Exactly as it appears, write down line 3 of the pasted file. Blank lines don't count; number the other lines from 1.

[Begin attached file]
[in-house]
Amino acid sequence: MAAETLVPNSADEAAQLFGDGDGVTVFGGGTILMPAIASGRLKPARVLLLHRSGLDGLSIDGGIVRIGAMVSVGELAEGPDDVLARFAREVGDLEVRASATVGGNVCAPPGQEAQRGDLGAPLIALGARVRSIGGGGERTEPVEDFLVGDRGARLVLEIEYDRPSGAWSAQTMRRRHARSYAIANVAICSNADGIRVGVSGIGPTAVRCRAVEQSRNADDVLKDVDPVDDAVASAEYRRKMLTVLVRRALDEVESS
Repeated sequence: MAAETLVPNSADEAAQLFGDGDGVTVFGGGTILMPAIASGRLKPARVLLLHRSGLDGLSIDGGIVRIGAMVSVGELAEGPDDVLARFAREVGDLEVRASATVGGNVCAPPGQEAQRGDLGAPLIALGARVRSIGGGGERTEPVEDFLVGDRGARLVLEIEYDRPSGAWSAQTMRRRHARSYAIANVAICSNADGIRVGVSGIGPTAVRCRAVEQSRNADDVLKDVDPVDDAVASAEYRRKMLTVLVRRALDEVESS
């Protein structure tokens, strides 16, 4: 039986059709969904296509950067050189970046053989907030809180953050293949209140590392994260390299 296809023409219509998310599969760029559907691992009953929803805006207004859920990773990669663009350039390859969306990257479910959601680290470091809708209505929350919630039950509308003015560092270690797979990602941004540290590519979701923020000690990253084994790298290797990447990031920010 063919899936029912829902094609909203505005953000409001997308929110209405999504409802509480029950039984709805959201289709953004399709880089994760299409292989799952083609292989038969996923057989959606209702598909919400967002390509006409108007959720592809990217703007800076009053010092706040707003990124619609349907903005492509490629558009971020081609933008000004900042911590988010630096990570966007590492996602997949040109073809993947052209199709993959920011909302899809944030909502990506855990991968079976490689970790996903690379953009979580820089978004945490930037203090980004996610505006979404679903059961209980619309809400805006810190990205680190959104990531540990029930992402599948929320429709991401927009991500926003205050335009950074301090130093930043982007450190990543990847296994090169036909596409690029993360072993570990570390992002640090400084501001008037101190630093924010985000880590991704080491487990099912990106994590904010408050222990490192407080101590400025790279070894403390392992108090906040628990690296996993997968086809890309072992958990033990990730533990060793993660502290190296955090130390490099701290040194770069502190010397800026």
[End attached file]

Repeated sequence: MAAETLVPNSADEAAQLFGDGDGVTVFGGGTILMPAIASGRLKPARVLLLHRSGLDGLSIDGGIVRIGAMVSVGELAEGPDDVLARFAREVGDLEVRASATVGGNVCAPPGQEAQRGDLGAPLIALGARVRSIGGGGERTEPVEDFLVGDRGARLVLEIEYDRPSGAWSAQTMRRRHARSYAIANVAICSNADGIRVGVSGIGPTAVRCRAVEQSRNADDVLKDVDPVDDAVASAEYRRKMLTVLVRRALDEVESS